Skip to main content

Sociodemographic characteristics associated with the utilization of maternal health services in Cambodia



Cambodia is a Southeast Asian country and has one the highest rates of maternal and child mortality with inadequate use of maternal healthcare services in the region. The present study aimed to analyse the progress made in terms of using maternal healthcare services since 2000.


Two rounds of Demographic and Health Surveys (DHS 2000 and DHS 2014) were used in the study. Sample population consisted 11,961 women aged between 15 and 49 years. The outcome measures were: Timing of first antenatal care (ANC) attendance, adequacy of ANC attendance, place of delivery and postnatal checkup. WHO guidelines were used to set the cut-off/define these measures. Data were analyzed in Stata version 14 using descriptive and multivariate regression analyses.


Findings indicated that the overall prevalence of making the first ANC visit in the first trimester was 64.19% [95%CI = 62.22,66.11], and that of having at least four ANC visits was 43.80% [95%CI = 41.89,45.73]. Prevalence of health facility delivery was 48.76% [46.62,50.90] and that of postnatal checkup was 71.14% [95%CI = 69.21,73.01]. Between 2000 and 2014, the percentage of timely and adequate use of ANC increased by respectively 61.8 and 65.3%, while that of health facility delivery and postnatal care increased by respectively 74.5 and 43.9%. Important demographic, socioeconomic and geographic disparities were observed in the utilization of ANC, health facility delivery and postnatal care services. Urban residency, having better educational status, white collar job, access to electronic media showed positive association, whereas higher parity (having > 2 children) and unwanted pregnancy showed negative association with the use of maternal healthcare services. Having at least four ANC visits was associated with significantly increased higher odds of using health facility delivery and postnatal care.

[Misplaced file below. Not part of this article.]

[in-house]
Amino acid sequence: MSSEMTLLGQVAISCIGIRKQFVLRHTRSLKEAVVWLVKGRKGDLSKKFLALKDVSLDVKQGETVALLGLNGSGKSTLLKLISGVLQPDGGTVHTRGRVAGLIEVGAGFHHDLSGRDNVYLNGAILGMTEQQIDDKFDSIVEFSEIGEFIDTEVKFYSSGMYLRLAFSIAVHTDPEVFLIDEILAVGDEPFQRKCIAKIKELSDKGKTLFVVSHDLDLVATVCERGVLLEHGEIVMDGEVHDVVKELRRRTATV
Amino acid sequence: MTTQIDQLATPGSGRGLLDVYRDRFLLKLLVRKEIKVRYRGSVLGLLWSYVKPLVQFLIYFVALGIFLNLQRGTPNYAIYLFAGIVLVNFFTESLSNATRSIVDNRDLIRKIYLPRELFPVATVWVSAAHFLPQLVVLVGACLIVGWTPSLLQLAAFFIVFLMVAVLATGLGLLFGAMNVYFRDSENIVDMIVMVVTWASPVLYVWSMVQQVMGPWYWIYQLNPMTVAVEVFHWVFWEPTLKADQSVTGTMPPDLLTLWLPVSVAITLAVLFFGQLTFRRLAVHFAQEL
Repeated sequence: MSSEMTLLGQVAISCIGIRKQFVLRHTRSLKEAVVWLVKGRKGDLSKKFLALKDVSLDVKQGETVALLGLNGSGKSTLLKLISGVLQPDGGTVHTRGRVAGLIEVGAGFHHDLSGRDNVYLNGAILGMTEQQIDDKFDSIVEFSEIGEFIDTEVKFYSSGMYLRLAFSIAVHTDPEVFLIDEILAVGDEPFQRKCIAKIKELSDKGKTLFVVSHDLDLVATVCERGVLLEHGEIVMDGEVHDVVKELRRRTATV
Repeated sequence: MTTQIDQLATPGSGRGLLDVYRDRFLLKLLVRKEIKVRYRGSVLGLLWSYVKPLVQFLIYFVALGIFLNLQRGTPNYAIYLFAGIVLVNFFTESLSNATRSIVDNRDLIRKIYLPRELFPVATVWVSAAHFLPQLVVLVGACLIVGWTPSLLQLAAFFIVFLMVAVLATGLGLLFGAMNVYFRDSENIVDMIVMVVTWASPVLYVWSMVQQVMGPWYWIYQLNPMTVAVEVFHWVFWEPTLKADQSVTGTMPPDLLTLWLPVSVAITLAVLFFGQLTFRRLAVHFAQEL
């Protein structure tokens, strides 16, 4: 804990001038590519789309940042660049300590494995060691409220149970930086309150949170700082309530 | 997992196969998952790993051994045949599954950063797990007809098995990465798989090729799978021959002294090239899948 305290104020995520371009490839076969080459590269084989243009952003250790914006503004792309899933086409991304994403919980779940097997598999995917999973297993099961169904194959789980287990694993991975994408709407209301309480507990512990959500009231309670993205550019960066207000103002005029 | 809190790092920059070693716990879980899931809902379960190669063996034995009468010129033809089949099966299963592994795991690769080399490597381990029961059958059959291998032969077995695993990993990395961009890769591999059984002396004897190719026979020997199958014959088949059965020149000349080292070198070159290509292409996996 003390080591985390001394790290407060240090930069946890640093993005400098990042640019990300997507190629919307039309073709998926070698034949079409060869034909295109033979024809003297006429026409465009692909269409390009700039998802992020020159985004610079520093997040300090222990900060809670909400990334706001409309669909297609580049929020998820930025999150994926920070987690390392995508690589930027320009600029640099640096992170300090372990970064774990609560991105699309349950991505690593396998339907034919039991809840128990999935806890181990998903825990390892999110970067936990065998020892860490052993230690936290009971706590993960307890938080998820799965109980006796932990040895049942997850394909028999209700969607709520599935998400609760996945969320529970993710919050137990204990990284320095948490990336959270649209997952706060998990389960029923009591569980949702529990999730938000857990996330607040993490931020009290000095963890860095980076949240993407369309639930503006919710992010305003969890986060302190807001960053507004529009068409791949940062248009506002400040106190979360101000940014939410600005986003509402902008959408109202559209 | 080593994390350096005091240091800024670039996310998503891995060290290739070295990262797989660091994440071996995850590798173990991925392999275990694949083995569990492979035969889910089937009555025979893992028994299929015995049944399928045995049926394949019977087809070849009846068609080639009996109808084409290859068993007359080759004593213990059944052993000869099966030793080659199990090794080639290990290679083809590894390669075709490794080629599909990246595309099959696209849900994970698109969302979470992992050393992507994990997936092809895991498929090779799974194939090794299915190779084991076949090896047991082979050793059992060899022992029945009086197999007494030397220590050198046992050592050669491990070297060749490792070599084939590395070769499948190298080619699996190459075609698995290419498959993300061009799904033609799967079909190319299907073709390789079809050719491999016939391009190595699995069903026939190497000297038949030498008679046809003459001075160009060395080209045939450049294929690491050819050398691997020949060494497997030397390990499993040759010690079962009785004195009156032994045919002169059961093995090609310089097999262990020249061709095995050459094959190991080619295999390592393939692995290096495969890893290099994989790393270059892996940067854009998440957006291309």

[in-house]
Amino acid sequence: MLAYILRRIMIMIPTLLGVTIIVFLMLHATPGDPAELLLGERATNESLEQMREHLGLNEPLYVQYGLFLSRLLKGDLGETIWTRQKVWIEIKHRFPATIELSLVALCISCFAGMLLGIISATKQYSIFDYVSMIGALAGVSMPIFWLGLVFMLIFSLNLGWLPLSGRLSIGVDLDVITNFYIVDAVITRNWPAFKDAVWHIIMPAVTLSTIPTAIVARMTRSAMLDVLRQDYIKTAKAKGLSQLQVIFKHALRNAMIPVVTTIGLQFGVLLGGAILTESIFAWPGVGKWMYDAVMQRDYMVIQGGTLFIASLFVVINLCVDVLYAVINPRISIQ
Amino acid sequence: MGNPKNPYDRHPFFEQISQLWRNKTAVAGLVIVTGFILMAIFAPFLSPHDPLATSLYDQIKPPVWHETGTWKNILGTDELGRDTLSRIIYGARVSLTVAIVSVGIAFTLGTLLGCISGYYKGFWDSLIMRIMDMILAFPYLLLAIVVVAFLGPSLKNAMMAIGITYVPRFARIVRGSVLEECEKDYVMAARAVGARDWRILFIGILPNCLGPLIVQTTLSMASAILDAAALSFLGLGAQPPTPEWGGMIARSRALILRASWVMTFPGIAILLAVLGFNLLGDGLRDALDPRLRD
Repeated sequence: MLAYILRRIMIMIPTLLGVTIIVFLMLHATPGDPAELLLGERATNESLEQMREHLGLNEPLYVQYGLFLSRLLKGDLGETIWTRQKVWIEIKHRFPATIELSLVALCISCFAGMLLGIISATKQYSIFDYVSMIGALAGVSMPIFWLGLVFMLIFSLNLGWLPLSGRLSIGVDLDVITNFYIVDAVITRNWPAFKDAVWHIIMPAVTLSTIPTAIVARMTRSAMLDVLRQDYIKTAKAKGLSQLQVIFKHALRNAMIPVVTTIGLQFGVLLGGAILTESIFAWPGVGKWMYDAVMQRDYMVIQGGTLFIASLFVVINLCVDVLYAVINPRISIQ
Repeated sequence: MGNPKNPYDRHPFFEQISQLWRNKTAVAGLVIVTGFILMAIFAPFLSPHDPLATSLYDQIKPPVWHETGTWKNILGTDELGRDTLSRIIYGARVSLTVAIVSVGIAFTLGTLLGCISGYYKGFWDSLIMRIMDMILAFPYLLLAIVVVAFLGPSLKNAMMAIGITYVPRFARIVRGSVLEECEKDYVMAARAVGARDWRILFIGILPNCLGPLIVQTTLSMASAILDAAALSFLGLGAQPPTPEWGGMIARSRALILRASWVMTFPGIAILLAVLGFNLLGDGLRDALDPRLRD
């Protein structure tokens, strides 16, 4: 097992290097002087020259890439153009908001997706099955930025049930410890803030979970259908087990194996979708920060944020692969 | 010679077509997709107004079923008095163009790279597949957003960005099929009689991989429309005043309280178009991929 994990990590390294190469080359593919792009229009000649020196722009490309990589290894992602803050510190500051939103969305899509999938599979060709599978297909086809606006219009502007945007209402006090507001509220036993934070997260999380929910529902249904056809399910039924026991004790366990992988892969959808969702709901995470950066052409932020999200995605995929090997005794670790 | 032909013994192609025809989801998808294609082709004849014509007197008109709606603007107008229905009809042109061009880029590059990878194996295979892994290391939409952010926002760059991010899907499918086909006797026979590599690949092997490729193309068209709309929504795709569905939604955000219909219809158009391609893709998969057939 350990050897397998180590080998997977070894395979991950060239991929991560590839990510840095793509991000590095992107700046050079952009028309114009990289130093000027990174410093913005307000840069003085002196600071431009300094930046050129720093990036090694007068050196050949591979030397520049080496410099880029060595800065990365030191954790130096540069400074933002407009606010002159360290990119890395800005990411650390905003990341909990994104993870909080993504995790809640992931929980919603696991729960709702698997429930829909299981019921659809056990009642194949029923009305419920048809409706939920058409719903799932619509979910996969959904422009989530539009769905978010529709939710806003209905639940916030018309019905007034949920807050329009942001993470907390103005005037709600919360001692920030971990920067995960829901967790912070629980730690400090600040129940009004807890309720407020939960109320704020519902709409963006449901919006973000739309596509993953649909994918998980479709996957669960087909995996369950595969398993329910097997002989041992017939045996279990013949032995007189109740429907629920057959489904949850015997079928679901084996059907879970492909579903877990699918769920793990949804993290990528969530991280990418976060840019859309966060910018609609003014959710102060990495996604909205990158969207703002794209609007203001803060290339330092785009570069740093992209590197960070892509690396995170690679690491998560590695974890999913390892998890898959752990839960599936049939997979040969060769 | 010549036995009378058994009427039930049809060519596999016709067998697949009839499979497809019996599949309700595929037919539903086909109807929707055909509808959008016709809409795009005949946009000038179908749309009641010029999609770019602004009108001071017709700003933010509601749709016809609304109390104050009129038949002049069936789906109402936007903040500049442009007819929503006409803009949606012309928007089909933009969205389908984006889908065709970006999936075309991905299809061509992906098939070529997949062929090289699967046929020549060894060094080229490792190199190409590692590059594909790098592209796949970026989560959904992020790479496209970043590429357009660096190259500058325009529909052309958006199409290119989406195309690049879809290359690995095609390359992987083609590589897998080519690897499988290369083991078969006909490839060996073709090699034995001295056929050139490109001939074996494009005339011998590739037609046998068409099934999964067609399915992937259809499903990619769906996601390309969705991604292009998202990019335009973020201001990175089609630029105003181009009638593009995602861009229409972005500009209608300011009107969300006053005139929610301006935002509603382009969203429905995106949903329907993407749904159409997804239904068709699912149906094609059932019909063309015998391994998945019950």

There has a been a remarkable increase in the prevalence of women who are using the maternal healthcare services since 2000. The current findings provide important insights regarding the sociodemographic factors associated with the utilization of maternal health services in Cambodia that could contribute to evidence-based health policy making and designing intervention programs.

Peer Review reports


Cambodia is low-lying country in the Southeast Asian region, and has a population of over 16 million (as of 2019). Since obtaining independence in 1953, the country has made significant improvements in terms of reducing the percentage of absolute poverty, malnutrition, and improving the key public health indicators such as maternal and child mortality rates. Between 2000 and 2014, Cambodia managed to cut the rate of neonatal mortality by 46% [1] in parallel with an equally impressive gain in reducing maternal mortality (488 in 2000 to 160 in 2017) [2]. Despite these major advancements, the country still ranks among the least developed countries and faces critical challenges for meeting the millennium and sustainable development goals.

In recent years, healthcare system in Cambodia has implemented nationwide initiatives to promote reproductive, maternal, newborn and child health. A continuum of essential medical services such as antenatal care, skilled childbirth, and postnatal care services has been put in place in order to provide lifesaving medical services for pregnant women and their newborn. ANC services include a wide range of interventions designed to minimize obstetric complications and ensure a healthy pregnancy outcome. These services generally include anthropometric tests, blood and urine analysis, nutritional and psychological counselling, vaccination, dietary supplementation, informing the mother regarding the danger signs, mental and financial preparedness for childbirth, and importance of using skilled birthing services [3,4,5,6,7]. A study involving 69 low-middle countries found that even a single ANC visit could reduce the probability of neonatal and infant mortality respectively 1.04% points and 1.07% points [3]. In addition to routine ANC, WHO also emphasizes on choosing professional childbirth services and postnatal checkup (PNC) which are crucial for providing emergency obstetric services and avoiding the risks of prolonged labour, stillbirth, obstetric and postpartum hemorrhage [8,9,10]. These services are highly cost-effective and their proper utilization is regarded as a central strategy to reducing maternal and child mortality in all low-middle-income countries [11].